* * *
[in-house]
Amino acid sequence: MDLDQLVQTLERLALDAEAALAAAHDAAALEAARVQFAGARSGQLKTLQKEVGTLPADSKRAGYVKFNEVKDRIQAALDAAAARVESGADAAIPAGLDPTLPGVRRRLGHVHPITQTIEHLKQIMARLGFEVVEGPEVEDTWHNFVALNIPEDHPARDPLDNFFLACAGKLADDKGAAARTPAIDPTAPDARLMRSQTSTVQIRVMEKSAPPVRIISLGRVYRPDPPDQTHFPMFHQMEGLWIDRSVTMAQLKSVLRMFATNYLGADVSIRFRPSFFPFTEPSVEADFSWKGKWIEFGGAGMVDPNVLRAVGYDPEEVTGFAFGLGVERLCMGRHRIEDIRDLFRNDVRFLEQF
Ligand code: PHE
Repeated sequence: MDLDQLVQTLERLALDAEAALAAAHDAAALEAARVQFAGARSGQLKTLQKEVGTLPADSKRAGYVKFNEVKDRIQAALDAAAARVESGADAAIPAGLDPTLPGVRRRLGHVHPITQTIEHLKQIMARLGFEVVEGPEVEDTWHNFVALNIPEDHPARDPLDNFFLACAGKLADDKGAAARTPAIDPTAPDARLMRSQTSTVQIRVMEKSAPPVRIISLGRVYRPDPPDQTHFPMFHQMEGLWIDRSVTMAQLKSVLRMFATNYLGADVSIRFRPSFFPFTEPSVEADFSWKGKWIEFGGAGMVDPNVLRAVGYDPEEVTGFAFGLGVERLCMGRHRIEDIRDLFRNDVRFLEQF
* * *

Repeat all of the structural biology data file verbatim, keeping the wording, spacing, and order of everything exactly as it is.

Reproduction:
[in-house]
Amino acid sequence: MDLDQLVQTLERLALDAEAALAAAHDAAALEAARVQFAGARSGQLKTLQKEVGTLPADSKRAGYVKFNEVKDRIQAALDAAAARVESGADAAIPAGLDPTLPGVRRRLGHVHPITQTIEHLKQIMARLGFEVVEGPEVEDTWHNFVALNIPEDHPARDPLDNFFLACAGKLADDKGAAARTPAIDPTAPDARLMRSQTSTVQIRVMEKSAPPVRIISLGRVYRPDPPDQTHFPMFHQMEGLWIDRSVTMAQLKSVLRMFATNYLGADVSIRFRPSFFPFTEPSVEADFSWKGKWIEFGGAGMVDPNVLRAVGYDPEEVTGFAFGLGVERLCMGRHRIEDIRDLFRNDVRFLEQF
Ligand code: PHE
Repeated sequence: MDLDQLVQTLERLALDAEAALAAAHDAAALEAARVQFAGARSGQLKTLQKEVGTLPADSKRAGYVKFNEVKDRIQAALDAAAARVESGADAAIPAGLDPTLPGVRRRLGHVHPITQTIEHLKQIMARLGFEVVEGPEVEDTWHNFVALNIPEDHPARDPLDNFFLACAGKLADDKGAAARTPAIDPTAPDARLMRSQTSTVQIRVMEKSAPPVRIISLGRVYRPDPPDQTHFPMFHQMEGLWIDRSVTMAQLKSVLRMFATNYLGADVSIRFRPSFFPFTEPSVEADFSWKGKWIEFGGAGMVDPNVLRAVGYDPEEVTGFAFGLGVERLCMGRHRIEDIRDLFRNDVRFLEQF